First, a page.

... the democratic immaturity of the parents is taking its course. But our children at the communities were not demobilised. After 1994, we should have put structures in place. (Interview 2, Ln: 204-207).

To give an example from the quantitative study, 60% of the senior education officials and 50% of the other participants misunderstood democracy to mean that the majority should always triumph regardless of whether fundamental rights are infringed. This is clearly erroneous as Tocqueville (1966:8) axiomatically stated that unbridled majority rule may become an oppressive 'tyranny of the majority' and that the majority of the self-governing citizens is always limited by the law of justice, which is established by the majority of all mankind. The erroneous majoritarian 'winner-takes-all' notion explains why many of the bureaucratic decisions are taken to enforce the government and ruling party's aim to transform education without due regard to fundamental rights and requirements of legality. Of the senior education officials, 91.2% incorrectly assessed their own knowledge of democratic principles to be good or excellent.

A second example is the finding that 57% of the respondents were ignorant of the principles of participatory and deliberative democracy as mechanisms to manage diversity and accommodate multiculturalism. In fact, the majority of the respondents favoured a bureaucratic method to manage multiculturalism. This does not accord with the principle that education and democracy are interconnected and that a democratic culture can only be developed by democratic education practices (Parry & Moran, 1994:48). Most of the stakeholders in education do not understand the differences between political and participatory forms of democracy. For instance, meaningful participation by parents in school governance is constrained if bureaucratic misapplications of democratic principles occur as a result of the restrictive paradigms that curtail the rights of school governing bodies to recommend the appointment of educators (Carnavon High School v MEC for Education, Northern Cape; Douglas Hoërskool v The Premier of the Northern Cape Province; Kimberley Girls High School v. Head of the Department of Education, Settlers Agricultural High School v. Head of Department of Education, Limpopo Province).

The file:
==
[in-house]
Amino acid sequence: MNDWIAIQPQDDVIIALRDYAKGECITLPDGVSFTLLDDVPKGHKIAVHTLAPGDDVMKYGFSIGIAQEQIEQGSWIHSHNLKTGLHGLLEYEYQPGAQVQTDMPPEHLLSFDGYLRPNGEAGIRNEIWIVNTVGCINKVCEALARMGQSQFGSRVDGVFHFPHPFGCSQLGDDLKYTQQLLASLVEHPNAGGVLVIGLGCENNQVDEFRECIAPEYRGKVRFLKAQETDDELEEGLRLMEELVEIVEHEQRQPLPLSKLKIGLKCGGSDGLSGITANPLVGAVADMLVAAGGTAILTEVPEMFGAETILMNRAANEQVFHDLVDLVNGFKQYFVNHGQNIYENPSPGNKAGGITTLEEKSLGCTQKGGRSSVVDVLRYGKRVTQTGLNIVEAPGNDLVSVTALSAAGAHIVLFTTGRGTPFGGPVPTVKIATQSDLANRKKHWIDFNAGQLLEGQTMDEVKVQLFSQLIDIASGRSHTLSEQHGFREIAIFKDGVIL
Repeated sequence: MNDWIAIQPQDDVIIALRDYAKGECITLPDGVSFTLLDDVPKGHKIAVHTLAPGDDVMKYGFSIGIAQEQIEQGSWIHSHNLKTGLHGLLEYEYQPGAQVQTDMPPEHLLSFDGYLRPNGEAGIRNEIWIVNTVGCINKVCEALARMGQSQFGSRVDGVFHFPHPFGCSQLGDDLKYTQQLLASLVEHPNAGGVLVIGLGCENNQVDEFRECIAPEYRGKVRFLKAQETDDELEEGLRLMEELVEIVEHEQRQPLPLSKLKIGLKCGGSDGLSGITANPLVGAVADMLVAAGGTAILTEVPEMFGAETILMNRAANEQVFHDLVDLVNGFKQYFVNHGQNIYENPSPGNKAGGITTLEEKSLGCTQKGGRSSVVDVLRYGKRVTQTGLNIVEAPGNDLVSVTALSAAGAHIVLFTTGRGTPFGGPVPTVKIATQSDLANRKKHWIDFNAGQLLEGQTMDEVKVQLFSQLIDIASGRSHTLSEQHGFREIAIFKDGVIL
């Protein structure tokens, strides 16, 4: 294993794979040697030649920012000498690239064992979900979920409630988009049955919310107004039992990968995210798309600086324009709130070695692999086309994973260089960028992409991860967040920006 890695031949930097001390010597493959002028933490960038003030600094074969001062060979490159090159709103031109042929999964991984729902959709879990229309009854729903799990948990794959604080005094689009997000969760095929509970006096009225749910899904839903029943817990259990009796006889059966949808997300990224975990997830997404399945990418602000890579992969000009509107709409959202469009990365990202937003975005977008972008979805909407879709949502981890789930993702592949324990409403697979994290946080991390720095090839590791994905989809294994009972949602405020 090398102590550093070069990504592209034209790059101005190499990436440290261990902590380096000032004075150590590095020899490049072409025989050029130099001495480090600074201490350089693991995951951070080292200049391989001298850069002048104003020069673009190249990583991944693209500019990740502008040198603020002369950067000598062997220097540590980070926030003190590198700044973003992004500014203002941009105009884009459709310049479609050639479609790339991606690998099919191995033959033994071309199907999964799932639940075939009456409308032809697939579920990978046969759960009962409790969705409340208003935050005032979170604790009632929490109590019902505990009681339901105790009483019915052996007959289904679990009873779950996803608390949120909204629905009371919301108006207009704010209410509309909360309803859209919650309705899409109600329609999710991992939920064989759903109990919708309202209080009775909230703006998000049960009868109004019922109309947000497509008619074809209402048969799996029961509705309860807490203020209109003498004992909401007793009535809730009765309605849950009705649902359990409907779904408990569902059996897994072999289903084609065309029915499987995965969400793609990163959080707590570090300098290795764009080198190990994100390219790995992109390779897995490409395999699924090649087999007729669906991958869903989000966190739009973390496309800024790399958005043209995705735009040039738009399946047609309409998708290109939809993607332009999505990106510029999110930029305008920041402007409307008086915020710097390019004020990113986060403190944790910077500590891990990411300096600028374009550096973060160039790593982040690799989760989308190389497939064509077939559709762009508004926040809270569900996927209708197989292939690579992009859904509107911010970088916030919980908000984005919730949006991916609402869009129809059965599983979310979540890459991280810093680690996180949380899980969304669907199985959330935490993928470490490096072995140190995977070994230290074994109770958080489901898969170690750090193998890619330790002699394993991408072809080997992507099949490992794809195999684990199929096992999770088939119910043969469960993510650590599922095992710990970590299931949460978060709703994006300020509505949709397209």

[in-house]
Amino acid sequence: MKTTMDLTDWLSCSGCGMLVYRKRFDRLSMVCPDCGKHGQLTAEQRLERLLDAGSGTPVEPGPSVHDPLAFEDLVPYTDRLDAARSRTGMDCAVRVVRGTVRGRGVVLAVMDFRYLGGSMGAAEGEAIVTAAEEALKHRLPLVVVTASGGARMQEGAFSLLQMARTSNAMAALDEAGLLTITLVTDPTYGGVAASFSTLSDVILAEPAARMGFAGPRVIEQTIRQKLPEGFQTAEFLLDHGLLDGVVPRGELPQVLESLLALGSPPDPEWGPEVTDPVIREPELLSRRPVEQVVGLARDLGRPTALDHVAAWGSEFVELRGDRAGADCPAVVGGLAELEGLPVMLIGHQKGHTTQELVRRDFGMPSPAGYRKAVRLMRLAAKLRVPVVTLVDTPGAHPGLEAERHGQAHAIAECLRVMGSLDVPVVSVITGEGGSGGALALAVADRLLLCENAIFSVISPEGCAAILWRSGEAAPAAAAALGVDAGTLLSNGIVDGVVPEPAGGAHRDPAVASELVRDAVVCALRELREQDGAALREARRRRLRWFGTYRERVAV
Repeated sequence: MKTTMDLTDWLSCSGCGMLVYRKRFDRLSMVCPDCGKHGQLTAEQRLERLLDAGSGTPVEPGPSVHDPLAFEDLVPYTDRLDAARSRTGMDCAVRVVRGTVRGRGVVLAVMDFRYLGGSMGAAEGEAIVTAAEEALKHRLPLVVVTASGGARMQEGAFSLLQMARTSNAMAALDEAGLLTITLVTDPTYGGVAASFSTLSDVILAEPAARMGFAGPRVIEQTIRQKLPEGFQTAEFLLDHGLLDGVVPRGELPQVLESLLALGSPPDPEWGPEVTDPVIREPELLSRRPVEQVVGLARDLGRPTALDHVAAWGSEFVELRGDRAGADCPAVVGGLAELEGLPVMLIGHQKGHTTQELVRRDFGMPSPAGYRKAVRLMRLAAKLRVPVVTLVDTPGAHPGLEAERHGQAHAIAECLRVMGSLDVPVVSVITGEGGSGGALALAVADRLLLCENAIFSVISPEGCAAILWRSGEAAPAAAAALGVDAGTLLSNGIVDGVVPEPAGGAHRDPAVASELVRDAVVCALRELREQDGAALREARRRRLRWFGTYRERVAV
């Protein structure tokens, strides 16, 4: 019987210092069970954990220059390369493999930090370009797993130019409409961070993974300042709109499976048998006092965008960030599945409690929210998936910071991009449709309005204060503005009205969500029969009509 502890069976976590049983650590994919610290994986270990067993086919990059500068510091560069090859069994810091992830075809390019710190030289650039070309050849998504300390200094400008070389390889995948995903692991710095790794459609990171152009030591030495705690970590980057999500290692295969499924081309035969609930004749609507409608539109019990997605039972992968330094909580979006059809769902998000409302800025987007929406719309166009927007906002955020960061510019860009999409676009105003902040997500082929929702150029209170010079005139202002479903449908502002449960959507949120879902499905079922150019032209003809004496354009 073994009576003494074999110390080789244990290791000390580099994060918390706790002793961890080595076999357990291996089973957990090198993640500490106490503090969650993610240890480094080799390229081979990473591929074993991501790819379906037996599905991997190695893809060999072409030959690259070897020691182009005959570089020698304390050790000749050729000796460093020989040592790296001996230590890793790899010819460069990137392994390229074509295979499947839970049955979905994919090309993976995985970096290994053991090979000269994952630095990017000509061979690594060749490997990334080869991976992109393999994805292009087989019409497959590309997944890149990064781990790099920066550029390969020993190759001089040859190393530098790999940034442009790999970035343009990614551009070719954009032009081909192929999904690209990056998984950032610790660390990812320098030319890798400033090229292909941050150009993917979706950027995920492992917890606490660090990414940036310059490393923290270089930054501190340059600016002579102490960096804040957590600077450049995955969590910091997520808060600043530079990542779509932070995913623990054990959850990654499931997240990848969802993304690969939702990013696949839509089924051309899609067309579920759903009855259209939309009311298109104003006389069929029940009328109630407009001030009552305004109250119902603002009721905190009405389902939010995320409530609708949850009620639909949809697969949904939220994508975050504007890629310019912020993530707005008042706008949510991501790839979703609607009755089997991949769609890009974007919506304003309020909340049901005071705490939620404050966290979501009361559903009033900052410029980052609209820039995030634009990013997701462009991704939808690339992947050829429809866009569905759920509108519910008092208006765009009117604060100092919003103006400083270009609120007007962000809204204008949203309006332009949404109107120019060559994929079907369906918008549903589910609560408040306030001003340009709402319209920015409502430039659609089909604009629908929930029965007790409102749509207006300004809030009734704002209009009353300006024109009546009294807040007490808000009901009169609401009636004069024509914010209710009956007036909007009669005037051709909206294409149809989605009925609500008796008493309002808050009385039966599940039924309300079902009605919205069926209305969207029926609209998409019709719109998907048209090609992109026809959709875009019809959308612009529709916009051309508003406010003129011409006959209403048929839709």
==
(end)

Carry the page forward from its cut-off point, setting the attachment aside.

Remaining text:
Misapplication of legal and democratic principles

The findings indicate a pattern of misapplication of the rule of law and principles of democracy such as enabling participation and tolerance of diversity of languages.

The first indication of a pattern of misapplication of democratic principles is the failure to apply the rule of law. This is evident from the reluctance of the departments of education (provincial and national) to address the inordinately political role that the dominant teacher's (SADTU) union plays. The qualitative evidence confirmed that "the dominant teacher organisation seems to think that it is running the system and teachers are not doing what they are expected to do" (Interview 6, Ln:38-39) and that this union is responsible for the politicised climate in dysfunctional schools (Interview 2, Ln:120-127). A senior education official explained the conduct of SADTU as follows:

Now, for the past two, three months, those educators which are members of a union which is affiliated to COSATU, were not in the classrooms. You must look at the results this year; I think it is going to be adversely affected. That is why I am saying, in one way or the other, this union is having a political mandate from the ruling party or their union federation. So, therefore, whenever they come to school they want to politicise everybody, even political leaders. That is why you find that the school governing bodies today are operating under very, very, tremendous [sic] pressure from the unions (Interview 2: Ln:120-127).